Your employment contract is one of the most important agreements you’ll ever enter into. It sets out the details of your job and gives you rights your employer must respect. Learn about your contractual rights as a worker.
The main legislation in BC that protects workers may not apply to you
This page explains the main legislation protecting workers in BC. Some types of workers aren’t covered by this law. The legislation doesn’t apply to people who are:
- in licensed professions, such as doctors, dentists, lawyers, accountants, architects, engineers, and realtors
- in industries regulated by the federal government — for example, banks and airlines
- in certain government incentive programs while receiving income assistance, disability benefits or Employment Insurance
- secondary-school students working at their school or in work-study programs
- primary- or secondary-school students working 15 hours or less a week as newspaper carriers
Are you an employee or an independent contractor?
“When I was hired, my employer asked me to sign an agreement saying I was an independent contractor. I didn’t realize it at the time but they did this to avoid paying me for overtime. Turns out I wasn’t an independent contractor, despite what our agreement said. I was able to enforce my rights as an employee.”
– Lucca, Vancouver
Your legal rights, and the steps you can take to enforce them, depend on your employment status. Many rights (for example, the right to be paid for working overtime) are only given to workers (called “employees” under the law) and not to independent contractors.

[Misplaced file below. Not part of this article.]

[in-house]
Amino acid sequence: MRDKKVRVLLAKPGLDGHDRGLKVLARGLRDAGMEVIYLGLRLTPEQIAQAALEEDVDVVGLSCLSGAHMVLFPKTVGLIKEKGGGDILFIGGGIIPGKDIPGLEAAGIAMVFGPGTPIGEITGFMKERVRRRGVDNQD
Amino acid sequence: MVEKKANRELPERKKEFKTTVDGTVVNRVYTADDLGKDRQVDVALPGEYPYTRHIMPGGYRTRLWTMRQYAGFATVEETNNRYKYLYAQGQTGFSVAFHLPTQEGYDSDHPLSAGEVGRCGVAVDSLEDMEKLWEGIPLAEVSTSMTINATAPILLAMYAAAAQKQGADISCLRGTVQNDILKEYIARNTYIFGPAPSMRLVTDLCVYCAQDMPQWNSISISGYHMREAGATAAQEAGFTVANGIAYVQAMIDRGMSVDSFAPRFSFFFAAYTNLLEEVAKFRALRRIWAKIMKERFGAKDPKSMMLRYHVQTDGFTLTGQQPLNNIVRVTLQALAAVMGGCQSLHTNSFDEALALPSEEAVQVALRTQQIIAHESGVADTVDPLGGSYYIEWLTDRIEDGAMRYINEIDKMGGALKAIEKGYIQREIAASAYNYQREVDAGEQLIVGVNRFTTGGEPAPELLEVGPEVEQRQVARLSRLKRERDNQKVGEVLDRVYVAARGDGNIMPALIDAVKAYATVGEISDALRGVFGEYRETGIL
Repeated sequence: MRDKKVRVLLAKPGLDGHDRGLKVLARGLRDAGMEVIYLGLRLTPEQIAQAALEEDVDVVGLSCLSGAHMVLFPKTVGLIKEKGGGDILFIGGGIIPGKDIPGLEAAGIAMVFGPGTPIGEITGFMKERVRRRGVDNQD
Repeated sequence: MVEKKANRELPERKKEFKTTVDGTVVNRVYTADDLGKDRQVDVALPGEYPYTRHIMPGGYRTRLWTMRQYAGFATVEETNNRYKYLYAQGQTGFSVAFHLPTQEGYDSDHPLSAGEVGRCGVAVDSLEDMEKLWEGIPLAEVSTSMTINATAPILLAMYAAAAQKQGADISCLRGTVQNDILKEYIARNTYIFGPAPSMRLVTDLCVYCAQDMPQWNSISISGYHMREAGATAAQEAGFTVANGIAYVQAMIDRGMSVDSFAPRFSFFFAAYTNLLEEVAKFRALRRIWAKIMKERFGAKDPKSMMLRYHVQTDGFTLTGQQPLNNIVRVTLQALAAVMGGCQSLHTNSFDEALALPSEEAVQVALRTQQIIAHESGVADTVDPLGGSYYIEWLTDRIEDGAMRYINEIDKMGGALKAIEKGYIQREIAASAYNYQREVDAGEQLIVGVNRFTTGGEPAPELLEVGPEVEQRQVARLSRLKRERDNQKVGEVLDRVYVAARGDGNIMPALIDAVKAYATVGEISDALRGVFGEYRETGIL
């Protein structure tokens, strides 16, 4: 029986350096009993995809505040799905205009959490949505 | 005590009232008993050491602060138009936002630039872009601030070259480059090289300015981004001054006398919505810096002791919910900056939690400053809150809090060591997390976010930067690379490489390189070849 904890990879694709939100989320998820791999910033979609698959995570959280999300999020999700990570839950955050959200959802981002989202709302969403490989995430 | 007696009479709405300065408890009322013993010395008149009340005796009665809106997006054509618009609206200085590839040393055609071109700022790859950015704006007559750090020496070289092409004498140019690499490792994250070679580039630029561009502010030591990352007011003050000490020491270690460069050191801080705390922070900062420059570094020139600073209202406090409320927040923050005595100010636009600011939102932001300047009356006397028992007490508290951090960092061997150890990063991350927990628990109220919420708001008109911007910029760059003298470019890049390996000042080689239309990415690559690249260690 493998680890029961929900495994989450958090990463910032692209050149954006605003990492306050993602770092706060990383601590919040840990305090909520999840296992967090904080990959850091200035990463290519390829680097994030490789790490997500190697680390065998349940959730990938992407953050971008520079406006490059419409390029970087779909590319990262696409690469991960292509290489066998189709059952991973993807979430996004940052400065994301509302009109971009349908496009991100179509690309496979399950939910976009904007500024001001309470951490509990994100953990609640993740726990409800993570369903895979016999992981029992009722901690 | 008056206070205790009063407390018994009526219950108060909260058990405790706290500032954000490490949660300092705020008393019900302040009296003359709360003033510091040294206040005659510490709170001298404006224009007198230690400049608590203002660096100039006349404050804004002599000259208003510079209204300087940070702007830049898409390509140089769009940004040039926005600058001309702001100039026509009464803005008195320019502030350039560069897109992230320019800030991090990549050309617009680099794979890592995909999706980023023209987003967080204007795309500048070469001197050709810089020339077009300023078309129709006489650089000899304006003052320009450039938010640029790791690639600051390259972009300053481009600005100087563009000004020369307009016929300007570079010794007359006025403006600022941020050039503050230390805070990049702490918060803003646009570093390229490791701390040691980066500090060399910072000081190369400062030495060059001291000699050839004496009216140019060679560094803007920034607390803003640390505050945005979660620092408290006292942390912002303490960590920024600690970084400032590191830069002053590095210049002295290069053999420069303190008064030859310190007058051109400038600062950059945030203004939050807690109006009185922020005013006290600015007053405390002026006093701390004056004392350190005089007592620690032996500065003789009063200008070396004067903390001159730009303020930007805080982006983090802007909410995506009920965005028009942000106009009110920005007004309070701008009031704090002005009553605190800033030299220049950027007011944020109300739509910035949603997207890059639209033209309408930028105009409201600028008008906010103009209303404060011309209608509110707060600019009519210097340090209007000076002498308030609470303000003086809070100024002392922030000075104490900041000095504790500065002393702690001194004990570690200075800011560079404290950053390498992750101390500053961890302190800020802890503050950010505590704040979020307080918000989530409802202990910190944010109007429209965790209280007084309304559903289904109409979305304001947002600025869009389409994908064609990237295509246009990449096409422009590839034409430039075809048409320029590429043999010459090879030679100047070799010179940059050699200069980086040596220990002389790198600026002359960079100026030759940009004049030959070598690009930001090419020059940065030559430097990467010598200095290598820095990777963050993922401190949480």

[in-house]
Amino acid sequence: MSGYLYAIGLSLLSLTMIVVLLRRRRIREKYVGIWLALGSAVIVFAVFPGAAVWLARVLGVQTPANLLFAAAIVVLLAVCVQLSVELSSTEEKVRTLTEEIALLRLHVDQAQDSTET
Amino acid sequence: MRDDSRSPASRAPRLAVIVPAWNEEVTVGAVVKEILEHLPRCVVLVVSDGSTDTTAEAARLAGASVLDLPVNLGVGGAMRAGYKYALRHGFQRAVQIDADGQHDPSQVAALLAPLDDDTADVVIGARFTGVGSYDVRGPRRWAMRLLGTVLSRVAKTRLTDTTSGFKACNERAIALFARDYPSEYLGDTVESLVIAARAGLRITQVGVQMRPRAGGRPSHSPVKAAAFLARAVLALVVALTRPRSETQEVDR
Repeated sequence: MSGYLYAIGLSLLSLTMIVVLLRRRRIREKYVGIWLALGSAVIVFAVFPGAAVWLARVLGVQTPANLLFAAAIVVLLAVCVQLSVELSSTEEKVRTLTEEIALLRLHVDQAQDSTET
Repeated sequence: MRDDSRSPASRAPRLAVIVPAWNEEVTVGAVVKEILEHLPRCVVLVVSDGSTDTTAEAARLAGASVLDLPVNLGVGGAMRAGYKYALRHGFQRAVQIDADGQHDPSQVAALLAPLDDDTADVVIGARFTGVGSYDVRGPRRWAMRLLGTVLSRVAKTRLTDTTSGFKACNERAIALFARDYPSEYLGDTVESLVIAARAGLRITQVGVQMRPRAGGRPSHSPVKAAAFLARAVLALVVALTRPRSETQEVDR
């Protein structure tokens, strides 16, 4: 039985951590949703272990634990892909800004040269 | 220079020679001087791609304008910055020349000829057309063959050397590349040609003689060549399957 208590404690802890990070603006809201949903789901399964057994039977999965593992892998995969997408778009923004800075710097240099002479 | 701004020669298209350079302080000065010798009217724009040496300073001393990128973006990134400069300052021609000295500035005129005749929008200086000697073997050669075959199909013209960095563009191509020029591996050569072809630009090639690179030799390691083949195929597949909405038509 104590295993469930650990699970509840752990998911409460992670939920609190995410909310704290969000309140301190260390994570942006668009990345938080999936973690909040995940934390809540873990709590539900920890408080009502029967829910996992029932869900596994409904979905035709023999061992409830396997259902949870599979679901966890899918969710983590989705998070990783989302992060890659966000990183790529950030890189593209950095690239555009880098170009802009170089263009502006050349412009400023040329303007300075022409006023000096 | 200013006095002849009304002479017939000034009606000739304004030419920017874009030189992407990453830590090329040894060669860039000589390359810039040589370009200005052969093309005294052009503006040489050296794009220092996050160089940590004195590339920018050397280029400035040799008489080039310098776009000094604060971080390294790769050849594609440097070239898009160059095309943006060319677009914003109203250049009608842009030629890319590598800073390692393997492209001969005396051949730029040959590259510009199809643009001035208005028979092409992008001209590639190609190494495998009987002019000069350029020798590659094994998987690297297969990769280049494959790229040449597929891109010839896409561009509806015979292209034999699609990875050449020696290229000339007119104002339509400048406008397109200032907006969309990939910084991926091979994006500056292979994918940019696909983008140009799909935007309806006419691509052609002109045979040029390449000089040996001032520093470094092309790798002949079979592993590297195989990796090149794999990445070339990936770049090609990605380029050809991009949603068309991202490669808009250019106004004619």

The law defines an “independent contractor” as someone who’s self-employed. In other words, they run their own business.
To decide whether someone is an employee or independent contractor, courts look at the facts of each work situation. Courts ask questions like:
- How much direction and control over the work does the person have? Does the person have their own clients or do they get all their clients from the employer?
- What was each party’s understanding of the relationship when they started?
- Does the person have a personal chance for profit or a risk of loss?
Even if your employer claims you’re an independent contractor, you may still be an employee. The above factors, on their own, aren’t enough to prove you’re an independent contractor. For example, you may be an employee even if you:
- agree to be an independent contractor
- charge GST
- work at more than one job
- submit invoices instead of time cards
- don’t have statutory deductions taken from your earnings
- work independently without much supervision
- drive your own car
- provide your own tools
- are paid by piece rate or commission
If you really are an employee, you’ll have an employment contract. It doesn’t have to be written down. It’s simply an agreement between an employee and employer, and it can be verbal.
An employer may ask you to agree that you have your own business and are selling your services to them. However, even if you sign something that says you’re an independent contractor, you may still be an employee under the law.
What your employment contract covers
There’s always a contract between a worker and an employer. Even if nothing is in writing, an employment contract still exists. A worker’s agreement to work for an employer, and the employer’s agreement to pay the worker in return, forms a contract. (See our guidance on making a contract for the elements of a valid contract.)
Your employment contract gives you and your employer certain rights and obligations. For example, you have the right to be paid for the work you do. Your employer has the right to give you reasonable instructions. These rights and obligations are called “contractual terms”.